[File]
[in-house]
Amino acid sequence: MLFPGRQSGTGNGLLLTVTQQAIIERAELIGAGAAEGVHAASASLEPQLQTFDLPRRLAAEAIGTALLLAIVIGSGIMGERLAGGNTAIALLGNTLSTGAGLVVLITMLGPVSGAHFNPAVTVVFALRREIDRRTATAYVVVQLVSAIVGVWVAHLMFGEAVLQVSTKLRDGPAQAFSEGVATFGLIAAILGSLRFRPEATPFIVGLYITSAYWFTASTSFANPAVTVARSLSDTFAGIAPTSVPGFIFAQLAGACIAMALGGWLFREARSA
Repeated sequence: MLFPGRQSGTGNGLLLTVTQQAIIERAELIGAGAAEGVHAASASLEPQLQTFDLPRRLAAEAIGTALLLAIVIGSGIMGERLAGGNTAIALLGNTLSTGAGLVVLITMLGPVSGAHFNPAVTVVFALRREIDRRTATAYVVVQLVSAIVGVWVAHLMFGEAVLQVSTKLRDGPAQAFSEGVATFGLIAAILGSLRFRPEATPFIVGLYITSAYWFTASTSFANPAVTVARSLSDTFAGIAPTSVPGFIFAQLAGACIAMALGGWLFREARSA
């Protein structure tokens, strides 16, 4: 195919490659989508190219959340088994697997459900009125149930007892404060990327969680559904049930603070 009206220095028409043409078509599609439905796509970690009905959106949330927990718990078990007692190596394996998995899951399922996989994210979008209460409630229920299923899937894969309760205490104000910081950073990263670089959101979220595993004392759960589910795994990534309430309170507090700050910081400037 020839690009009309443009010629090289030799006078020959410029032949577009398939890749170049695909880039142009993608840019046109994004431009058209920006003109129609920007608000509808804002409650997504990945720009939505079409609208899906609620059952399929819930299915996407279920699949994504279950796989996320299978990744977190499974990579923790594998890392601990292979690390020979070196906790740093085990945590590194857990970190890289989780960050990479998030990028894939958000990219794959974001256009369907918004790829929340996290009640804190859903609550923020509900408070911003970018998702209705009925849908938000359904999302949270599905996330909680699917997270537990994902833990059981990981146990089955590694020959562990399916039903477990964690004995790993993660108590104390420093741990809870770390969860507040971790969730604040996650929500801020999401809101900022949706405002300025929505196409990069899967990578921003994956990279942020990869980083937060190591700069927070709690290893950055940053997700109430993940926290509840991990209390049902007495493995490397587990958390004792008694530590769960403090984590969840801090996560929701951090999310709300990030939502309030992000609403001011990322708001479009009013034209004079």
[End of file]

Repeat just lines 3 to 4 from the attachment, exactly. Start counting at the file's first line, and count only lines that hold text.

Repeated sequence: MLFPGRQSGTGNGLLLTVTQQAIIERAELIGAGAAEGVHAASASLEPQLQTFDLPRRLAAEAIGTALLLAIVIGSGIMGERLAGGNTAIALLGNTLSTGAGLVVLITMLGPVSGAHFNPAVTVVFALRREIDRRTATAYVVVQLVSAIVGVWVAHLMFGEAVLQVSTKLRDGPAQAFSEGVATFGLIAAILGSLRFRPEATPFIVGLYITSAYWFTASTSFANPAVTVARSLSDTFAGIAPTSVPGFIFAQLAGACIAMALGGWLFREARSA
């Protein structure tokens, strides 16, 4: 195919490659989508190219959340088994697997459900009125149930007892404060990327969680559904049930603070 009206220095028409043409078509599609439905796509970690009905959106949330927990718990078990007692190596394996998995899951399922996989994210979008209460409630229920299923899937894969309760205490104000910081950073990263670089959101979220595993004392759960589910795994990534309430309170507090700050910081400037 020839690009009309443009010629090289030799006078020959410029032949577009398939890749170049695909880039142009993608840019046109994004431009058209920006003109129609920007608000509808804002409650997504990945720009939505079409609208899906609620059952399929819930299915996407279920699949994504279950796989996320299978990744977190499974990579923790594998890392601990292979690390020979070196906790740093085990945590590194857990970190890289989780960050990479998030990028894939958000990219794959974001256009369907918004790829929340996290009640804190859903609550923020509900408070911003970018998702209705009925849908938000359904999302949270599905996330909680699917997270537990994902833990059981990981146990089955590694020959562990399916039903477990964690004995790993993660108590104390420093741990809870770390969860507040971790969730604040996650929500801020999401809101900022949706405002300025929505196409990069899967990578921003994956990279942020990869980083937060190591700069927070709690290893950055940053997700109430993940926290509840991990209390049902007495493995490397587990958390004792008694530590769960403090984590969840801090996560929701951090999310709300990030939502309030992000609403001011990322708001479009009013034209004079």